RFC 2484 - PPP LCP Internationalization Configuration Option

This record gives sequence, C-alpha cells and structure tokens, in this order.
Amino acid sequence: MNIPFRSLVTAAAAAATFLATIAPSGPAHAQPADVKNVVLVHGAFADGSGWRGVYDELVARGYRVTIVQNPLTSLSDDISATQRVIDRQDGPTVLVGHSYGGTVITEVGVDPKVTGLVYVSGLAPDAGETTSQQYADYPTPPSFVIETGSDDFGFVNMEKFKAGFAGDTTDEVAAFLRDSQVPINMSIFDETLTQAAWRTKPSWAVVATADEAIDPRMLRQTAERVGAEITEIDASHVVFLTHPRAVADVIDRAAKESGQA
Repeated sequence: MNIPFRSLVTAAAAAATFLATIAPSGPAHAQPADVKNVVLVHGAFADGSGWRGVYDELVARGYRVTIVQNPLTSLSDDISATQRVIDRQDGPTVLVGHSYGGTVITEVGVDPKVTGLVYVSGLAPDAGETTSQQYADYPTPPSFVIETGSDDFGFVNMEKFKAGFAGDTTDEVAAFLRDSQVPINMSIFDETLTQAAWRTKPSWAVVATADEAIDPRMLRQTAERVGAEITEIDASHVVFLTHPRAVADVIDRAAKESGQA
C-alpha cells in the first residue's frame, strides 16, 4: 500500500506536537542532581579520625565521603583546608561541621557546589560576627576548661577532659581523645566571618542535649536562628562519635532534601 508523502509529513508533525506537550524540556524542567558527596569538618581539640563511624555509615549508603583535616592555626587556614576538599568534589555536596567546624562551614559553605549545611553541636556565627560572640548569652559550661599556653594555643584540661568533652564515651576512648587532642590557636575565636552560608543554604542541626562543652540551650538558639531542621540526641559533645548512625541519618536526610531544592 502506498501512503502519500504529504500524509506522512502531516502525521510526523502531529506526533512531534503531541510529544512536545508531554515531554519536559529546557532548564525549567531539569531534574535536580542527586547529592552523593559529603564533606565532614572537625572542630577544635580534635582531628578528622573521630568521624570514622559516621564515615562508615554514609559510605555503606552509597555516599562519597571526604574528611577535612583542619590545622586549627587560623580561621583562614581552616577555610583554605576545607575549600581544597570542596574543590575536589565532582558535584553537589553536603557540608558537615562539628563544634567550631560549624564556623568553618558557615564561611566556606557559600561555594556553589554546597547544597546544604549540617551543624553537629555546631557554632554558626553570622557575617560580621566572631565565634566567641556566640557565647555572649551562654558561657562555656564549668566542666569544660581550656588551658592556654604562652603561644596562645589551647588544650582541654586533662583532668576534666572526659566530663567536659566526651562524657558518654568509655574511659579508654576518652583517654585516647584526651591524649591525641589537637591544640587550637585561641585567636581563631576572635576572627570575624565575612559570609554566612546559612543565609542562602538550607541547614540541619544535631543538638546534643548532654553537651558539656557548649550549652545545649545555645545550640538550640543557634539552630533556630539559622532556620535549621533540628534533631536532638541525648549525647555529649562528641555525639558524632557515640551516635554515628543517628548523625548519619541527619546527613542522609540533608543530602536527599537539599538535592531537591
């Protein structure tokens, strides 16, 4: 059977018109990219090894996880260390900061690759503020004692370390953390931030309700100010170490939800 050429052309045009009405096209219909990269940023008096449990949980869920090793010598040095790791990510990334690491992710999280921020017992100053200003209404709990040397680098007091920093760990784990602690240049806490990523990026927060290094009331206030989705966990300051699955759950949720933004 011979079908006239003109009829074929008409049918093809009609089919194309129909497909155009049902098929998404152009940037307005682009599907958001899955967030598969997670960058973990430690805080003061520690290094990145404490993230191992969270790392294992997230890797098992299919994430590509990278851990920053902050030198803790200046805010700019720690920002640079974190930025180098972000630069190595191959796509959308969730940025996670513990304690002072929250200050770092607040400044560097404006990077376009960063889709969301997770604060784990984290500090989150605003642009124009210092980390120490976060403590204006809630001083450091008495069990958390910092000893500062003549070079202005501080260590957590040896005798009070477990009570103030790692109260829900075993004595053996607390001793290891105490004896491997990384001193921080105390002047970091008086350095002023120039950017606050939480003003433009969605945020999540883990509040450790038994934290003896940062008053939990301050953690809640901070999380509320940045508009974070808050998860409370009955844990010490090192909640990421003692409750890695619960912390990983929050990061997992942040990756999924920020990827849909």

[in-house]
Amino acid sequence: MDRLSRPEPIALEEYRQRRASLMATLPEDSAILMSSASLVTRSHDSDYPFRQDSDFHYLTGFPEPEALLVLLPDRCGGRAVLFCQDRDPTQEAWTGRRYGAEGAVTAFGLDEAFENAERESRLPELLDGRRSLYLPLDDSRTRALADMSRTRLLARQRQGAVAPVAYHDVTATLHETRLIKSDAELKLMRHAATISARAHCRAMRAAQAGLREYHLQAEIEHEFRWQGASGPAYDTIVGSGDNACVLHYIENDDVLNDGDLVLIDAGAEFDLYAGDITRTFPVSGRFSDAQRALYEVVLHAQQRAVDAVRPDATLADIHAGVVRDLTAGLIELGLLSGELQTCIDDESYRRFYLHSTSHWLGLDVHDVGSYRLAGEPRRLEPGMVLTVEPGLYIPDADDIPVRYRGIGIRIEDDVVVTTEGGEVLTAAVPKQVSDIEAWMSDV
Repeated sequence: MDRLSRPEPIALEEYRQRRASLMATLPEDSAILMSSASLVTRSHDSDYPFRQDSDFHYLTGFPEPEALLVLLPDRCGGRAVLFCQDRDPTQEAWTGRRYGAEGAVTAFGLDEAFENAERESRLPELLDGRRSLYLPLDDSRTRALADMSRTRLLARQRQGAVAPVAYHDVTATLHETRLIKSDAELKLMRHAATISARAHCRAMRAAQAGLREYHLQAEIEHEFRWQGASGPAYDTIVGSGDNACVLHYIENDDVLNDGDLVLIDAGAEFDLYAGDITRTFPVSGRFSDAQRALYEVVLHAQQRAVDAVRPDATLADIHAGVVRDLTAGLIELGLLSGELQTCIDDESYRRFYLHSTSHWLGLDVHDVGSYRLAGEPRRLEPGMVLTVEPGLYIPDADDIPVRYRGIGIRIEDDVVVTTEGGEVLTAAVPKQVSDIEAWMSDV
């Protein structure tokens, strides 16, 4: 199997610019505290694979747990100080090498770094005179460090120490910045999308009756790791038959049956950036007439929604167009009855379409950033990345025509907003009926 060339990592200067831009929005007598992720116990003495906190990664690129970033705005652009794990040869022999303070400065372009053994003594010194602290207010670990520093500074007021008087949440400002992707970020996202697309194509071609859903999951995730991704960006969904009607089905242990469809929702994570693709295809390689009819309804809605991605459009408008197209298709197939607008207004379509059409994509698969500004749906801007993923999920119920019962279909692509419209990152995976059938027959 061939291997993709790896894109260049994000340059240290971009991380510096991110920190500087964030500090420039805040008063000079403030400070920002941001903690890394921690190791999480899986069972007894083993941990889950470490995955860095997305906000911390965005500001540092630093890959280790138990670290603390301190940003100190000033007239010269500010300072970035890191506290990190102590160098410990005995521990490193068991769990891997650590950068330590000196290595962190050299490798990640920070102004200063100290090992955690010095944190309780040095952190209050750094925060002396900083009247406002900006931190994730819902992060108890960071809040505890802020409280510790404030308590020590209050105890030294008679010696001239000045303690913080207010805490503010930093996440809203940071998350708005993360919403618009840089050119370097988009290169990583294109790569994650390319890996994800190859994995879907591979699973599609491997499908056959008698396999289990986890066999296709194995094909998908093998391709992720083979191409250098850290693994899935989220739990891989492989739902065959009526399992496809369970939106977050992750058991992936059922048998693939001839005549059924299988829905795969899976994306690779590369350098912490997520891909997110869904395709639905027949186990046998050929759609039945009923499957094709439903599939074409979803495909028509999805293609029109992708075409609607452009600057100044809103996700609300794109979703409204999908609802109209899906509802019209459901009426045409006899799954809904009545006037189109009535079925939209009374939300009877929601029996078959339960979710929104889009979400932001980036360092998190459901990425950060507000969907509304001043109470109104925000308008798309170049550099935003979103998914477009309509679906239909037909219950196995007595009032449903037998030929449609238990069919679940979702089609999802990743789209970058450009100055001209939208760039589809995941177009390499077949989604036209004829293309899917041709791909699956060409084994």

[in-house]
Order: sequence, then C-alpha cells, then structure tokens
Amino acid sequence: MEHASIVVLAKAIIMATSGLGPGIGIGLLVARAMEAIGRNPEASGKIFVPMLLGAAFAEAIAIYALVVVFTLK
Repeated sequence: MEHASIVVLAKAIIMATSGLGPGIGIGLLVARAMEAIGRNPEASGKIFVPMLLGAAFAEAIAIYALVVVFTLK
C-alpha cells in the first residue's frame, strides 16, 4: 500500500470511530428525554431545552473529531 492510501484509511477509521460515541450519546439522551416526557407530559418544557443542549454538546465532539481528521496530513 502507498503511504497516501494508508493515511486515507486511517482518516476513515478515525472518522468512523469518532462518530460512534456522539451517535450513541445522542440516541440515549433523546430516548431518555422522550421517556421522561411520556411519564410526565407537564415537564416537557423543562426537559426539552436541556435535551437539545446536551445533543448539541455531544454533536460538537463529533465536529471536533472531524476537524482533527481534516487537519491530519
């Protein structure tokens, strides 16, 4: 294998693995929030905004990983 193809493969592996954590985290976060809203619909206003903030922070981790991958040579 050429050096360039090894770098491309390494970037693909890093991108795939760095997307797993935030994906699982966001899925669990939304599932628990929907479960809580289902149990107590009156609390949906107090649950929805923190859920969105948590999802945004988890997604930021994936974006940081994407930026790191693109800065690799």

Network Working Group G. Zorn Request for Comments: 2484 Microsoft Corporation Category: Standards Track January 1999 Updates: 2284, 1994, 1570 PPP LCP Internationalization Configuration Option Status of this Memo This document specifies an Internet standards track protocol for the Internet community, and requests discussion and suggestions for improvements. Please refer to the current edition of the "Internet Official Protocol Standards" (STD 1) for the standardization state and status of this protocol. Distribution of this memo is unlimited. Copyright Notice Copyright (C) The Internet Society (1999). All Rights Reserved. 1. Abstract The Point-to-Point Protocol (PPP)  provides a standard method for transporting multi-protocol datagrams over point-to-point links. PPP also defines an extensible Link Control Protocol (LCP), which allows negotiation of an Authentication Protocol for authenticating its peer before allowing Network Layer protocols to transmit over the link. Both LCP and Authentication Protocol packets may contain text which is intended to be human-readable [2,3,4]. This document defines an LCP configuration option for the negotiation of character set and language usage, as required by RFC 2277 . 2. Specification of Requirements In this document, the key words "MAY", "MUST, "MUST NOT", "optional", "recommended", "SHOULD", and "SHOULD NOT" are to be interpreted as described in . 3. Additional LCP Configuration Option The Configuration Option format and basic options are already defined for LCP . Up-to-date values of the LCP Option Type field are specified in STD 2 . This document concerns the following value: 28 Internationalization The Internationalization option described here MAY be negotiated independently in each direction. Only one instance of this option SHOULD be sent by an implementation, representing its preferred language and charset. If Internationalization option is rejected by the peer, the default language and charset MUST be used to construct all human-readable messages sent to the peer. 4.1. Internationalization Description This Configuration Option provides a method for an implementation to indicate to the peer both the language in which human-readable messages it sends should be composed and the charset in which that language should be represented. A summary of the Internationalization option format is shown below. The fields are transmitted from left to right. 0 1 2 3 0 1 2 3 4 5 6 7 8 9 0 1 2 3 4 5 6 7 8 9 0 1 2 3 4 5 6 7 8 9 0 1 +-+-+-+-+-+-+-+-+-+-+-+-+-+-+-+-+-+-+-+-+-+-+-+-+-+-+-+-+-+-+-+-+ | Type | Length | MIBenum +-+-+-+-+-+-+-+-+-+-+-+-+-+-+-+-+-+-+-+-+-+-+-+-+-+-+-+-+-+-+-+-+ MIBenum (cont) | Language-Tag... +-+-+-+-+-+-+-+-+-+-+-+-+-+-+-+-+-+-+-+-+-+-+-+-+-+-+-+-+-+-+-+-+ Type 28 Length >= 7 MIBenum The MIBenum field is four octets in length. It contains a unique integer value identifying a charset [5,11]. This value MUST represent one of the set of charsets listed in the IANA charset registry . The charset registration procedure is described in RFC 2278 . The default charset value is UTF-8 . The MIBenum value for the UTF-8 charset is 106. Language-Tag The Language-Tag field is an ASCII string which contains a language tag, as defined in RFC 1766 . Language tags are in principle case-insensitive; however, since the capitalization of a tag does not carry any meaning, implementations SHOULD send only lower-case Tag fields. The default Tag value is "i-default" . 4. References  Simpson, W., "The Point-to-Point Protocol (PPP)", STD 51, RFC 1661, July 1994.  Simpson, W., "PPP Challenge Handshake Authentication Protocol (CHAP)", RFC 1994, August 1996.  Simpson, W., "PPP LCP Extensions", RFC 1570, January 1994.  Blunk, L. and J. Vollbrecht, "PPP Extensible Authentication Protocol (EAP)", RFC 2284, March 1998.  Alvestrand, H., "IETF Policy on Character Sets and Languages", BCP 18, RFC 2277, January 1998.  Bradner, S., "Key words for use in RFCs to Indicate Requirement Levels", BCP 14, RFC 2119, March 1997.  Reynolds, J. and J. Postel, "Assigned Numbers", STD 2, RFC 1700, October 1994. See also: http://www.iana.org/numbers.html  Alvestrand, H., "Tags for the Identification of Languages", RFC 1766, March 1995.  Freed, N. and J. Postel, "IANA Charset Registration Procedures", BCP 19, RFC 2278, January 1998.  Yergeau, F., "UTF-8, a transformation format of ISO 10646", RFC 2279, January 1998.  Smith, R., Wright, F., Hastings, T., Zilles, S. and J. Gyllenskog, "Printer MIB", RFC 1759, March 1995. 5. Security Considerations It is possible that an attacker might manipulate the option in such a way that displayable messages would be unintelligible to the reader. 6. Acknowledgements Thanks to Craig Fox (firstname.lastname@example.org), James Carlson (email@example.com), Harald Alvestrand (Harald.Alvestrand@maxware.no), Kevin Smith (firstname.lastname@example.org), Karl Fox (email@example.com), Thomas Narten (firstname.lastname@example.org) and Narendra Gidwani (email@example.com) for helpful suggestions and feedback. 7. Chair's Address Karl Fox Ascend Communications 3518 Riverside Drive Suite 101 Columbus, OH 43221 Phone: +1 614 326 6841 EMail: firstname.lastname@example.org 8. Author's Address Glen Zorn Microsoft Corporation One Microsoft Way Redmond, Washington 98052 Phone: +1 425 703 1559 Fax: +1 425 936 7329 EMail: email@example.com 9. Full Copyright Statement Copyright (C) The Internet Society (1999). All Rights Reserved. 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